Nutrition and Healthy Lifestyles Sessions a hit at Barunga Festival 2016

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Children participating in nutrition and health lifestyles session at Barunga Festival 2016

For the second consecutive year Indigenous Allied Health Australia attended the Barunga Festival to promote allied health careers and healthy lifestyles over the course of the four-day-long event. The Barunga Festival, held 10 – 13 June 2016 and now in its 31st year, celebrates music, sport and culture and is held in the small community of Barunga, 80kms from Katherine in the NT. More recently, the festival has been promoting health foods and is a smoke free event.

Joining IAHA staff member Kylie Stothers was Kamilaroi woman, IAHA Board Director and nutritionist Nicole Turner, who has over 20 years working in health, who was on hand to lead a number of fun and interactive nutrition and healthy lifestyle sessions and over 200 children participated over the duration of the festival. The sessions provided a fun space for children and adults to learn more about nutrition. Topics included talking about the amount of sugar in popular soft drinks and sports drinks, tips on brushing your teeth and why it’s important, why getting enough sleep and rest is important as well as the importance of being active and doing exercise.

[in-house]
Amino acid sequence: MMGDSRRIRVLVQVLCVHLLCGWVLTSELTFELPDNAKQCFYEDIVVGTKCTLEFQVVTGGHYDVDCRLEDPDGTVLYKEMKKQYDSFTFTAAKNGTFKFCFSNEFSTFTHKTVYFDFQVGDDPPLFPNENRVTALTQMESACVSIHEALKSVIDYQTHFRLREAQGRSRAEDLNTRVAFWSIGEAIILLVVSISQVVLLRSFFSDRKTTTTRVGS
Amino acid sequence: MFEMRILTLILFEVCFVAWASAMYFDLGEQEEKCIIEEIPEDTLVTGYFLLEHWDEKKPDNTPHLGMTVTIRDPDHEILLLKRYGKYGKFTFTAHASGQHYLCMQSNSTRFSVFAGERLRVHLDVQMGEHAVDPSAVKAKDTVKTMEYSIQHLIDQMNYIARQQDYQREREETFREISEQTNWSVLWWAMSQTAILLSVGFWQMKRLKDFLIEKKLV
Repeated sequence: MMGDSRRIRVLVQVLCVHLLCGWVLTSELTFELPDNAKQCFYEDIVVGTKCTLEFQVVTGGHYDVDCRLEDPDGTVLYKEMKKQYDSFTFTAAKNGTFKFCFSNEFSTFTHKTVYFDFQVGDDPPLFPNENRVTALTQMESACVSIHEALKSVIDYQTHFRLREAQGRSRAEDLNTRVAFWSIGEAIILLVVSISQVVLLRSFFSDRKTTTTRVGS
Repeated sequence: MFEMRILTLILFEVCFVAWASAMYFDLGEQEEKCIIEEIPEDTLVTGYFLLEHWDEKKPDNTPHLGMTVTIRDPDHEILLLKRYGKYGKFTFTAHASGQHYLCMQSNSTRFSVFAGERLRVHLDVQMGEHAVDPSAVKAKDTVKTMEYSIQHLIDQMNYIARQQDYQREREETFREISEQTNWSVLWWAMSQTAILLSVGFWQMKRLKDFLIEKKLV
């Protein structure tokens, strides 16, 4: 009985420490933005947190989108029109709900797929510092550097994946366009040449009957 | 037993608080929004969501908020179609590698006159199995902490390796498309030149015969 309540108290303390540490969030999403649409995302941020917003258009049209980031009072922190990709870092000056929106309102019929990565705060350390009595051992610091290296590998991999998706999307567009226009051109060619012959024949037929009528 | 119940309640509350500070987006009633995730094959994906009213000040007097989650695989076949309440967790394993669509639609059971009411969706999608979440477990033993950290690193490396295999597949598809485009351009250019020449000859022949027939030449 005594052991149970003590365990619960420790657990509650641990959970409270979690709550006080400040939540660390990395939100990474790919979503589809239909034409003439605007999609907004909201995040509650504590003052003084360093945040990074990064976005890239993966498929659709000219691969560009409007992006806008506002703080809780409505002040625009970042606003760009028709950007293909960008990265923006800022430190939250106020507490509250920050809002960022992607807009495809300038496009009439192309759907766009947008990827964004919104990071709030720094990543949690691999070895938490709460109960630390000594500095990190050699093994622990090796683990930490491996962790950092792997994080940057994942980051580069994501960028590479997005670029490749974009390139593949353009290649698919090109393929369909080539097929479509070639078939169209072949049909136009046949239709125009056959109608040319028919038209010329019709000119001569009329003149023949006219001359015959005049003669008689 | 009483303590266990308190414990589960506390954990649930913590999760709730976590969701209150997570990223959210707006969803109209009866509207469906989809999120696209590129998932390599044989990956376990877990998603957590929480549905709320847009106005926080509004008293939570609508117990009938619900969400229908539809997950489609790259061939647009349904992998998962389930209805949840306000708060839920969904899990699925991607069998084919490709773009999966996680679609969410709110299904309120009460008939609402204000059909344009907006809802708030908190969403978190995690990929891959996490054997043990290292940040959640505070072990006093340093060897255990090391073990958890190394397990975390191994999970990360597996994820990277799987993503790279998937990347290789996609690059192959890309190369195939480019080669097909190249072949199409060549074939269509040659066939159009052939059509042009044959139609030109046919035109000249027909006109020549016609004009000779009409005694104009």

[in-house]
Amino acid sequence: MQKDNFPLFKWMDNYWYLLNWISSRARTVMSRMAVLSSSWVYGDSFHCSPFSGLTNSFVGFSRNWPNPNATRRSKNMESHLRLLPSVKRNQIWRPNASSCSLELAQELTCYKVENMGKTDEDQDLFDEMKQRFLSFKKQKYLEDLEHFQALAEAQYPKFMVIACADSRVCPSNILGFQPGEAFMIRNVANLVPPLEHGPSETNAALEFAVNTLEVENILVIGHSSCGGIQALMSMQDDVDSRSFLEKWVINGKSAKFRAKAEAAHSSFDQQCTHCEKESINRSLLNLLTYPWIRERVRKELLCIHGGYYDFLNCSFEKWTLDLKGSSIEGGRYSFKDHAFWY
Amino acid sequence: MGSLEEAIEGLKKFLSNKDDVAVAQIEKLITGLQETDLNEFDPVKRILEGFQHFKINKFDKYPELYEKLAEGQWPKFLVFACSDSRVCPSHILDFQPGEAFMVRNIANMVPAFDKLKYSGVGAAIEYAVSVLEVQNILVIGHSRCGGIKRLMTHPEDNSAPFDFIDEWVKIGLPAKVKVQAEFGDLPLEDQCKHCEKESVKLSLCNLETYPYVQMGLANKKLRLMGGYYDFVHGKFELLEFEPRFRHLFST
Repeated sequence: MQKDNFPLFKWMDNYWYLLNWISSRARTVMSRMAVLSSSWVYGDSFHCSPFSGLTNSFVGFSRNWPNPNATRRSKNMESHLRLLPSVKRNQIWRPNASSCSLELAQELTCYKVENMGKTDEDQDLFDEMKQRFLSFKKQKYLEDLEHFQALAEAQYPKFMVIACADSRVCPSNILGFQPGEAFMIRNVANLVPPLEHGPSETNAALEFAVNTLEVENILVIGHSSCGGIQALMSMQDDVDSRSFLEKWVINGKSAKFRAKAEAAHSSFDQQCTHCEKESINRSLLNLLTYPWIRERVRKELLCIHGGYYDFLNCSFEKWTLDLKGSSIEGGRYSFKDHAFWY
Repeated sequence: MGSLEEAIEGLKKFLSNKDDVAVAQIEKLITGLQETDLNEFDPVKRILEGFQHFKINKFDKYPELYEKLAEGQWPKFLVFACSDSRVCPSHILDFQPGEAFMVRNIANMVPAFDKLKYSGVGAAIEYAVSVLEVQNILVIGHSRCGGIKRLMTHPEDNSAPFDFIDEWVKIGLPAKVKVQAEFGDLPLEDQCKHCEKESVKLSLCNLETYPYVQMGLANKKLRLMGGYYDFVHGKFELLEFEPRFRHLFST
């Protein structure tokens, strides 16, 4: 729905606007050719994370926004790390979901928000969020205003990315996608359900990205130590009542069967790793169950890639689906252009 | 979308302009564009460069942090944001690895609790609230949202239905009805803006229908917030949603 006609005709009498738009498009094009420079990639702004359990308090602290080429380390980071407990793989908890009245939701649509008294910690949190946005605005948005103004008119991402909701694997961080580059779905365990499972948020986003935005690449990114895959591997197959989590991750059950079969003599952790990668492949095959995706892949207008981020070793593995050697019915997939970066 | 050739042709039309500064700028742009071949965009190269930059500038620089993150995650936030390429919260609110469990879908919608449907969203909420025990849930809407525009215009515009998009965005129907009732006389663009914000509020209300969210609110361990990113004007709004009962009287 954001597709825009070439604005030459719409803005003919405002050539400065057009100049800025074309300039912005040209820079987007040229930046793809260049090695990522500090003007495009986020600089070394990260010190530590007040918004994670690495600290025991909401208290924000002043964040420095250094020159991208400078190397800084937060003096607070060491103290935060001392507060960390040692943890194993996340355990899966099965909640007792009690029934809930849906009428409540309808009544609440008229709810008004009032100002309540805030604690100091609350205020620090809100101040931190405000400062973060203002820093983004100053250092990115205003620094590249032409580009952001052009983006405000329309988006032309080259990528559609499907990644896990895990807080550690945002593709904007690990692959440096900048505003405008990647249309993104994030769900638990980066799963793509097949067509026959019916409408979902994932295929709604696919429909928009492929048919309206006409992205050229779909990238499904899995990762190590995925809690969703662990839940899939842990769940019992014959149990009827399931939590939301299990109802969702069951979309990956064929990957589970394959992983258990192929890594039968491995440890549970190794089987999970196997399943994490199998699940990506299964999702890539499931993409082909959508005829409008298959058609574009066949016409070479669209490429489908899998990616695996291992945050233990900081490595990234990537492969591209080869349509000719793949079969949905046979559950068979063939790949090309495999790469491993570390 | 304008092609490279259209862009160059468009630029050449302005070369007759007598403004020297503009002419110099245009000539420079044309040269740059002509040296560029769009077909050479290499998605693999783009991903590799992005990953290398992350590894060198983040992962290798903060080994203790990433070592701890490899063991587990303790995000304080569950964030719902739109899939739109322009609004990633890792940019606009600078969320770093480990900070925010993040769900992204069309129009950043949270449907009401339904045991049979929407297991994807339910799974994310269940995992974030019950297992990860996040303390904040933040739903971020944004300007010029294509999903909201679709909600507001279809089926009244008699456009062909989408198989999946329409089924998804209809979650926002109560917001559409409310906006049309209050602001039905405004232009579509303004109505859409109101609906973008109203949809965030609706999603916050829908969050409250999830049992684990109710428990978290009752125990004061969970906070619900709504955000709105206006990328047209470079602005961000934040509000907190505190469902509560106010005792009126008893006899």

Water was promoted as the drink of choice of children with the session focusing on how much water children should drink each day. The children finished each session by yelling out “I love water”, which could be heard across the community.

Overall, the sessions were popular amongst the participants with many children asking to participate in the nutrition and healthy lifestyle sessions with ‘Miss Nicki’.

Festival goers gathering at the IAHA stall.

Festival goers gathering at the IAHA stall.

Robyn Williams, Bachelor of Health Science (BHSc) course coordinator, Charles Darwin University worked closely in partnership with IAHA staff to promote existing and future pathways for current and potential Indigenous allied health students in the NT. It provided an exciting example of how well the university and allied health sector can work together in a community context to meet common aims of improved health outcomes for Indigenous peoples. “It is really exciting to be working with ‘industry’ and education partners and demonstrate what can be done with a dash of passion, a pinch of commitment and a sprinkle of humour!” said Williams.

The BHSc at Charles Darwin University has an OT Pathway, Health Promotion, Public Health and Health Services Management stream and currently about 20-25% of the students are Indigenous.

June 29, 2016


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